I ran tonight.
It was 7:30 by the time I was done with work and teaching and had a little bit of space to just put one foot in front of the other. I ran alone, only about 4 miles. Along the river, under low clouds. Not fast. I’m not fast. But I do it anyway.
I’ll run a couple of half marathons this year. Spring and fall. I always do. My husband and our sons have stood at so many finish lines for me. My sweet, smiling boys, all of them.
The kids must get so bored sometimes, standing there, waiting to see me come around the final turn. My husband has to get tired of holding that damn camera, hoping he can get the shot as I lope over the finish line.
My littlest son, Ben, is 8. Just like that littlest son who died at the Boston Marathon, standing there with his mom and his sister, watching the runners. Ben is my runner. He can cover a mile in just over 8 minutes, his small, strong legs whirling, his face set in that determined, unpretty scowl he got from me. “We’re the runners in our family,” he tells me, slipping his small hand into mine.
I run a half marathon in a little more than 2 hours. If I ever attempted a full, I’d hope to come in around the 4:15 mark, like most of that slow-but-steady crowd that was striding toward the finish line in Boston, running toward relief and joy, when everything we knew about that moment changed.
That moment. It’s such a good one. That moment as you see the finish line come into view, that moment you see your boys waving, that moment you cross over and they find you and hug you despite the sweat, and you can’t quite catch your breath yet to thank them for standing there, to tell them you love them -- but you will. You will.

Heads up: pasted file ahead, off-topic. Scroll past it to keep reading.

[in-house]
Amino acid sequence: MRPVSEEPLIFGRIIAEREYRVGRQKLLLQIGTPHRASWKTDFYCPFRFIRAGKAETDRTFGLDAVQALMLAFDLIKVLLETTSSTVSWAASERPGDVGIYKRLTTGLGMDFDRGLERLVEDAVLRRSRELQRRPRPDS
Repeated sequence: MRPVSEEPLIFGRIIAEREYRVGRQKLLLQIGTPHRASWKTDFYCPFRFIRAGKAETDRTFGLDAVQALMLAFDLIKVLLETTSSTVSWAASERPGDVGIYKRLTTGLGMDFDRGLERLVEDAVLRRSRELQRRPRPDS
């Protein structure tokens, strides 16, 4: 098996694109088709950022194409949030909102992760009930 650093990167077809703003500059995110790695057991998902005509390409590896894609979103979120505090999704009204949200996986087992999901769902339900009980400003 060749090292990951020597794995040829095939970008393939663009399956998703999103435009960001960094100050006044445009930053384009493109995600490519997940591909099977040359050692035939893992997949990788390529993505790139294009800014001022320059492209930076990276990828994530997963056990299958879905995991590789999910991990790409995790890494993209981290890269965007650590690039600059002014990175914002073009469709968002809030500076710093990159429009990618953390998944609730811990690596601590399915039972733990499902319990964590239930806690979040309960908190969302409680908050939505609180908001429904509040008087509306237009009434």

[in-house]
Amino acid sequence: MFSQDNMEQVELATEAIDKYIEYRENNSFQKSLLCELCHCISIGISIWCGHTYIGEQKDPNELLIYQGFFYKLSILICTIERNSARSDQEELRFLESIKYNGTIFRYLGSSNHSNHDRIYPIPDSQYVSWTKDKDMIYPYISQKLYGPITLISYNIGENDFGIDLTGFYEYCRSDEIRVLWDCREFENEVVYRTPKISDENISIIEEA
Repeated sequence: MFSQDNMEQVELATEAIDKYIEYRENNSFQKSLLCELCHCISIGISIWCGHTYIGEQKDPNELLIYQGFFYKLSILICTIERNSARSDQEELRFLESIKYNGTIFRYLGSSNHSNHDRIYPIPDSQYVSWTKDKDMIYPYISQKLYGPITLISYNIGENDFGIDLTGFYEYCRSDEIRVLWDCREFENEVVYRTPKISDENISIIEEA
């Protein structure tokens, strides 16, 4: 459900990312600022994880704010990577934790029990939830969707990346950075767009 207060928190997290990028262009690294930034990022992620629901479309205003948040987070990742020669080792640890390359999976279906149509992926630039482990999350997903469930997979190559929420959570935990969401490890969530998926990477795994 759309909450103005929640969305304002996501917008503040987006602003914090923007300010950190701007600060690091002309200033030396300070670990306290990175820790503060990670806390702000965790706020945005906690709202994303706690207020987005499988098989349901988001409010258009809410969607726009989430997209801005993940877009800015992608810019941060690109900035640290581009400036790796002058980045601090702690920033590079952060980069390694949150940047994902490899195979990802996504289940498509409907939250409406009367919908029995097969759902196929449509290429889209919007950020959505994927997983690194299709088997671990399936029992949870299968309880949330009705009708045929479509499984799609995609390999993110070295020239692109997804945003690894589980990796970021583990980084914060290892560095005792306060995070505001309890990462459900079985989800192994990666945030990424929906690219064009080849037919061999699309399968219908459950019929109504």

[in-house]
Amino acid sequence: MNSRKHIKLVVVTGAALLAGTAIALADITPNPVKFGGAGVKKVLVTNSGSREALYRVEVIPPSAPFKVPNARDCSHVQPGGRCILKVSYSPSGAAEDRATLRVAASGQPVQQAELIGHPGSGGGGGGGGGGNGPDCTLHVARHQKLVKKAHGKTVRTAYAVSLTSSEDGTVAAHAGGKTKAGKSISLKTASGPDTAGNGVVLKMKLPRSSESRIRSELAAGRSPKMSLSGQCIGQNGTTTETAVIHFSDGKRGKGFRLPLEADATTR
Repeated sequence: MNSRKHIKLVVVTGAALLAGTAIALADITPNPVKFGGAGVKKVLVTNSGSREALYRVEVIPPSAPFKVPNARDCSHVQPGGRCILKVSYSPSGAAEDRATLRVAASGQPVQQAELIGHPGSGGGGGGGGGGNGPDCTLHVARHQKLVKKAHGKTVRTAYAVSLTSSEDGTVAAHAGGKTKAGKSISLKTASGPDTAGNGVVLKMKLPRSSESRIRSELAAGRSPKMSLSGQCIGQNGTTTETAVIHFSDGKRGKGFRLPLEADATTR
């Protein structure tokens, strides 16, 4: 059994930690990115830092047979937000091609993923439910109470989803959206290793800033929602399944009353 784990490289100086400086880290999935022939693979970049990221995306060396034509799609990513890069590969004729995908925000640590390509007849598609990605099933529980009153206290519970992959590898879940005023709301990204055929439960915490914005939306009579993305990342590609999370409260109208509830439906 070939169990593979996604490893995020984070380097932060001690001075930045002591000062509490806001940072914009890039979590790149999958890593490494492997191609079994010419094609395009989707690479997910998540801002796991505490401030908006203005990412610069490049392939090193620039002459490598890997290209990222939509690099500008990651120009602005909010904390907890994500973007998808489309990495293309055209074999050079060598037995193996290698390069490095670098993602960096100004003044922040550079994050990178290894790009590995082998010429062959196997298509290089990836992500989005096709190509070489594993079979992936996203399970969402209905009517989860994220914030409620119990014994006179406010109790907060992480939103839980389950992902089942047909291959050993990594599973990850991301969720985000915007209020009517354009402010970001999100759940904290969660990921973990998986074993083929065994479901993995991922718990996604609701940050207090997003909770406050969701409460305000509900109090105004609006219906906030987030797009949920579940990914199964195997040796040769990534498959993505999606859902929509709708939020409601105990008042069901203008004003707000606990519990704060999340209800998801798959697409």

That moment is one more we’ve lost, isn’t it? One more lovely, bright thing that’s been taken. Will I ever see them standing there again without thinking of this? Will I tell them not to stand there anymore? I can’t breathe now, when I think about them standing there.
I’m thinking about dropping out of Nashville, my friend texts me.
Next week he’ll run a race there with 32,000 people. He and I ran that race together last year, back when that moment was still whole, still utterly and unambiguously good. I don’t know what to text back to him.
My initial thought is, Friend, don’t cancel. Please.
But then I think, Would I want my boys standing at that finish line? And I can’t breathe.
I don’t know what to say. I don’t offer any advice. I don’t have any. My next race is in May. I think I’ll go. They’re supposed to go with me, they’re expecting to stand at that finish line.
I think we’ll go. Probably. Maybe.
For the most part, runners are inherently happy people. We take a lot of pleasure in effort, in goals set and met, in the journey as well as the destination. We tend to travel in packs, but we also delight in solitude.
The people I run with laugh about pain, compare injuries and share tips on treating them, make a good-natured joke of the bad runs, turn the good ones into the stuff of legend – epic stories told and retold, enshrined forever in their running story repertoires.
They know exactly what you mean when you say, “I’m so tired; I really need to run.” They know exactly when to text just that word: Run?
The people who love us most may not get it, but they get how much it matters. There isn’t much in life more purely joyful than seeing those people at the finish line of a race. There isn’t much that feels better than that.
There wasn’t, I mean. There wasn’t.
I don’t know what to do with this loss. I don’t know how life looks without that moment. I don’t want to be angry, but I’m so angry. So angry, so sad. But I don’t know what to do with it, this enraged mourning for all those stolen finish lines.
So I did the only thing I know to do. I ran tonight.
|With our boys at the finish line.|